Along with the study of Torah and giving of sacrifices (service), Simeon the Righteous places Gemilut Hasadim as the third pillar on which society is founded (the world). This term embodies concern of a person for his fellow man in society. Charity is the special expression of assistance and support for the poor: Great is charity for it hastens the Redemption (Babylonian Talmud, Bava Batra 10a).
This spirit placing help to the needy as a central pillar of society has gone hand in hand with the Jewish people throughout history.
Help for the needy on the Jewish holidays
Help for one’s fellow man and assistance for the needy are among the fundamentals of Judaism. One way of assimilating this matter in everyday life was incorporating precepts and customs connected with giving charity to the poor in the Jewish holidays. Indeed, most Jewish holidays include precepts and customs designed to emphasize help to the needy as one of the main values of the holiday.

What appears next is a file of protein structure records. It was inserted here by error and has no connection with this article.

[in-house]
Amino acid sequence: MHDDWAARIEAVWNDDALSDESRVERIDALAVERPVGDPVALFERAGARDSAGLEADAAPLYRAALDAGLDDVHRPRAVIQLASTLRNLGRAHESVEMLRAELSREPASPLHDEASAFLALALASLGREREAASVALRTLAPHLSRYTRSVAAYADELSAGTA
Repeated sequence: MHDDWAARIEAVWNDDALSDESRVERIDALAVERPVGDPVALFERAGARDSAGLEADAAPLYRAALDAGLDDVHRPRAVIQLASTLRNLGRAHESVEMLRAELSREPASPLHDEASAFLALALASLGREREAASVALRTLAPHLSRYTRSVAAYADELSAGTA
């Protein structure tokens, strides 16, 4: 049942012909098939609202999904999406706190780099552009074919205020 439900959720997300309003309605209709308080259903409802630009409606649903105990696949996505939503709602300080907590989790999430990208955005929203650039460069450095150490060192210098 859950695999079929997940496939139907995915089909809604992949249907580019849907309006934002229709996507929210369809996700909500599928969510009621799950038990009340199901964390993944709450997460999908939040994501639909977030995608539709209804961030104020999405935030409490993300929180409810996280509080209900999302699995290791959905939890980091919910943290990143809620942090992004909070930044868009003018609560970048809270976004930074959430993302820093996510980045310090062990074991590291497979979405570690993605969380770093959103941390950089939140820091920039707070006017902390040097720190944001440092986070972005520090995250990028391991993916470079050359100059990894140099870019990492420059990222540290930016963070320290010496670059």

Blessed are those who act justly, who always do what is right (Psalms 106:3).
Sitting in Rabbi Tarfon’s attic, and said: Who is he, who always does what is right?
Do you say they are the scholars and teachers, who neither eat nor drink nor sleep?!
Or rather they are the scribes of teffilin and mezzuzot, who neither eat nor drink nor sleep?!
Who is he, who always does what is right?
- obviously, one who raises an orphan within his home. Do you say without rolling over naked at night?! [In other words, if the orphan’s blanket comes off and he is sleeping naked and is cold, the person raising him has not performed charity at that time because he was sleeping and did not care for the child?!]
They said we still need Modai.
R. Eleazar Modai came and taught: The Torah spoke of nothing more than the bread he eats in his home.
Blessed are those who act justly – this is Mordechai.
Who always do what is right – who has raised an orphan in his home.